On appeal from the Superior Court, Law Division, Middlesex County.
Furman, Petrella and Skillman. The opinion of the court was delivered by Skillman, J.s.c. (temporarily assigned).
The issue raised by this appeal is whether the Sewerage Authorities Law (N.J.S.A. 40:14A-1 et seq.) authorizes a sewerage authority to impose an additional connection fee upon a change in use of property which is not accompanied by a new sewerage connection. We hold that it does not and therefore reverse the contrary determination of the trial court.
The case was presented on stipulated facts which may be briefly summarized. The defendant East Brunswick Sewerage Authority was created in the 1950's. The building in question, consisting of 150,000 square feet, was constructed in 1972-1973 to be used for commercial retail offices and a warehouse. A $50 connection fee was paid to the Authority at that time for permission to connect into an existing sewer line. The occupants have paid annual service fees since then for use of the line. Plaintiff sublet 16,675 square feet of the building in 1983 for the purpose of operating a dinner theater for pre-teens. No use variance was required because restaurants are a permitted use in the zone. After completing interior renovations and expanding the parking area, plaintiff applied for a certificate of
occupancy. However, it was advised by local authorities that no certificate would be issued until a sewer connection fee of $22,935 was paid to the Authority. The authorization for this imposition is provided by Section 11.3 of the Authority's rules and regulations, which reads as follows:
Upon an addition, alteration or change in use of any building already connected to the Authority system, an additional connection fee may be charged. . . .
Since plaintiff was anxious to commence operations, it paid this fee under protest. It is stipulated that renovation of part of the building for use as a restaurant did not require any new connection to the Authority's sewer main, and that there is adequate capacity in the sewer system to accommodate the flow from plaintiff's business. In addition to the disputed connection fee, plaintiff paid $1,039.20 in sewer service fees for its first 11 months of business.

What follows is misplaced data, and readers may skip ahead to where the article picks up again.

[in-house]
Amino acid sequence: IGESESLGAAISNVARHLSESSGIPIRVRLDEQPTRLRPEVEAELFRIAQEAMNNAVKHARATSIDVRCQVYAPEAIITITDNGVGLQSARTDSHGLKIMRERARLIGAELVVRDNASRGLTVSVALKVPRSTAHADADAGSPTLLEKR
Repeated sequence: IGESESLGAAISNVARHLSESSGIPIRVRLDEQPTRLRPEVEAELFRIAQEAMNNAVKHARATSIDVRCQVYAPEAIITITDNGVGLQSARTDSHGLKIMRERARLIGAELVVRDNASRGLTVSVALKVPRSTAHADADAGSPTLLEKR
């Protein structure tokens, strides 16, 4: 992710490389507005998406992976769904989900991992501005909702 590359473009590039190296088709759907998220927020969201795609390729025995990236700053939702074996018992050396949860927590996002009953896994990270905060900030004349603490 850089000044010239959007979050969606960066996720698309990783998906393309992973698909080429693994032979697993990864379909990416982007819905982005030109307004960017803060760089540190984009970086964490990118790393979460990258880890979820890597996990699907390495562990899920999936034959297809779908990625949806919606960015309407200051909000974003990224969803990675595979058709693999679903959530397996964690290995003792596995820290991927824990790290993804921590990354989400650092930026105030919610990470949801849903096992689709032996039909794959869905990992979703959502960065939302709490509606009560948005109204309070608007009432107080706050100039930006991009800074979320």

The Sewerage Authorities Law authorizes two types of fees which may be imposed upon users: service fees and connection fees. Service fees are "in the nature of use or service charges" and "shall as nearly as the sewerage authority shall deem practicable and equitable be uniform throughout the district for the same type, class and amount of use or service of the sewerage system." N.J.S.A. 40:14A-8(b). The statute sets forth five specific factors which a sewerage authority may take into account in computing service fees: (1) "the consumption of water"; (2) "the number and kind of water outlets"; (3) "the number and kind of plumbing or sewerage fixtures or facilities"; (4) "the number of persons residing or working" on the property; or (5) "the capacity of improvements." Id. The statute also permits a sewerage authority to compute service fees based upon "other factors determining the type, class and amount of use or service" and to utilize a combination of factors. Id.
With respect to connection fees, the statute provides:
In addition to any such periodic service charges, a separate charge in the nature of a connection fee or tapping fee, in respect of each connection of any property with the sewerage system may be imposed upon the owner or occupant of the
property so connected. Such connection charges shall be uniform within each class of users and the amount thereof shall not exceed the actual cost of the physical connection, if made by the authority, plus an amount computed in the following ...